It’s been a gargantuan week for Amazon Studios’ Sacha Baron Cohen sequel “Borat Subsequent Moviefilm.” From both a critical perspective and the cultural zeitgeist, it’s truly having a moment. This is all unfolding just before the most important election of our time — and of course there are more important issues to focus on, but from an awards perspective, we can’t ignore the possibilities. Most importantly, is the film poised for major Oscar success when nominations are announced on March 15? Previous Oscar nominee Baron Cohen could find himself with up to five nominations across multiple categories on nomination morning.
As the current leading contender for the Golden Globes in the best actor in a comedy or musical category, if he were to win that category, it’s a category that often translates to Oscar attention for best actor. It should be noted by Cohen won the Globe in 2006 for the original “Borat: Cultural Learnings of America for Make Benefit Glorious Nation of Kazakhstan” but came up short in the Oscars acting race. In addition, in the last decade, three winners of the comedy Globes race were snubbed by the Academy: Paul Giamatti (“Barney’s Version”), James Franco (“The Disaster Artist”) and just last year with Taron Egerton (“Rocketman”). Baron Cohen also delivers a standout performance in Aaron Sorkin’s “The Trial of the Chicago 7,” where he will campaign for best supporting actor. He’s currently listed in the top five Oscar contenders, and one performance can have a positive impact on the other.
At this moment, the film looks like a longshot for the best picture race but weirder things have happened. If nominated, Cohen is one of the producers, which would just add to his possible nomination tally. And if Globes bite fin the top comedy race, you could see its stock climbing. Every film that won the Golden Globe for best picture comedy category in the last decade went on to be nominated for best picture at the Oscars. Interesting note, before 2010, it had been since 2004’s “Sideways” that a winner went on to Oscar attention, proving the expansion to ten nominees in best picture helps the genre in recognition (at least when it’s an ACTUAL comedy).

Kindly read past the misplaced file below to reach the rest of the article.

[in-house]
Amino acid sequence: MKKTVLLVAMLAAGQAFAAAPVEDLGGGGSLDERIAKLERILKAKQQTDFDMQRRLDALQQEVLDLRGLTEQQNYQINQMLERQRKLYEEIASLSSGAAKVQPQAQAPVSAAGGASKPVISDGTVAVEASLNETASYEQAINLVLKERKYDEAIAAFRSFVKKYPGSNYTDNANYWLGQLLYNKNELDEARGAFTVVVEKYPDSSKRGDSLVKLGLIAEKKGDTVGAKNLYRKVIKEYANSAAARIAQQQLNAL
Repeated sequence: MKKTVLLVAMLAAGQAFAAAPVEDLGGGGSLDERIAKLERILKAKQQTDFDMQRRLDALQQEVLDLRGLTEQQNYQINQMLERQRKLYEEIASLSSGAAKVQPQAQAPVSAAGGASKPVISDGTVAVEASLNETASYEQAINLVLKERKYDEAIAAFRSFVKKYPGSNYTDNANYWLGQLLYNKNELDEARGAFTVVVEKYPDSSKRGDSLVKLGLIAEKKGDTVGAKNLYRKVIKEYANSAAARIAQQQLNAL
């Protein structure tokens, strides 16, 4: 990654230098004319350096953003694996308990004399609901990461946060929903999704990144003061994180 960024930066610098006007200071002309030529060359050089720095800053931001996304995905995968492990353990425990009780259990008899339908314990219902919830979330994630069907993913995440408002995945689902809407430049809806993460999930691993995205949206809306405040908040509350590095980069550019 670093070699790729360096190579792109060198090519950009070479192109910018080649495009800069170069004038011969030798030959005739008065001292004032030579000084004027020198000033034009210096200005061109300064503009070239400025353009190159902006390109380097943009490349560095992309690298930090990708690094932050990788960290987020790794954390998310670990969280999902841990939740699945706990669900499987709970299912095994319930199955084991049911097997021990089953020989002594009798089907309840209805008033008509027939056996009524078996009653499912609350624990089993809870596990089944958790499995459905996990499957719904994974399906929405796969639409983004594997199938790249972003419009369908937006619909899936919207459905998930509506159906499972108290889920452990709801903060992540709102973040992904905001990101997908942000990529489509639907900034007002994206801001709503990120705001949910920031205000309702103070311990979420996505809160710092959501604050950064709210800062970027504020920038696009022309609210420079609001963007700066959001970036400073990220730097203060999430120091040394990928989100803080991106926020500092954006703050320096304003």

The original 2006 film received an Oscar nomination for best adapted screenplay, which Baron Cohen shared with Anthony Hines, Peter Baynham, Dan Mazer and Todd Phillips. This time around, thanks to the streaming platform of Prime Video, the film has been seen by millions, at least according to Amazon. With a following this strong, it could repeat with love from the writers’ branch.
And then there’s what I believe is the secret sauce to the Baron Cohen love, which is the song “Wuhan Flu,” which he sings. Co-written by Baron Cohen, his younger brother Erran Baron Cohen, Hines, Baynham, Erica Rivinoja, Dan Swimer, Jena Friedman, Jim Russell and Jerry Holleman, the number is one of the pivotal moments and something the AMPAS’ music branch can get behind.
A multiple Oscar nomination day would be quite the feat, especially for a comedian like Cohen, and there’s still a long road ahead for films to open and the landscape to change. If Cohen did get four nominations for “Borat 2,” along with the supporting nom for “The Trial of the Chicago 7,” he would be one citation short of the record set by Walt Disney in 1954, when he received six nominations in the same year. More amusing, he would surpass Warren Beatty’s tied second-highest-record of most nominations in the same year with four. As Baron Cohen said in his Globes speech, “Warren? Where is he? It’s ‘wha-wha-we-wha.”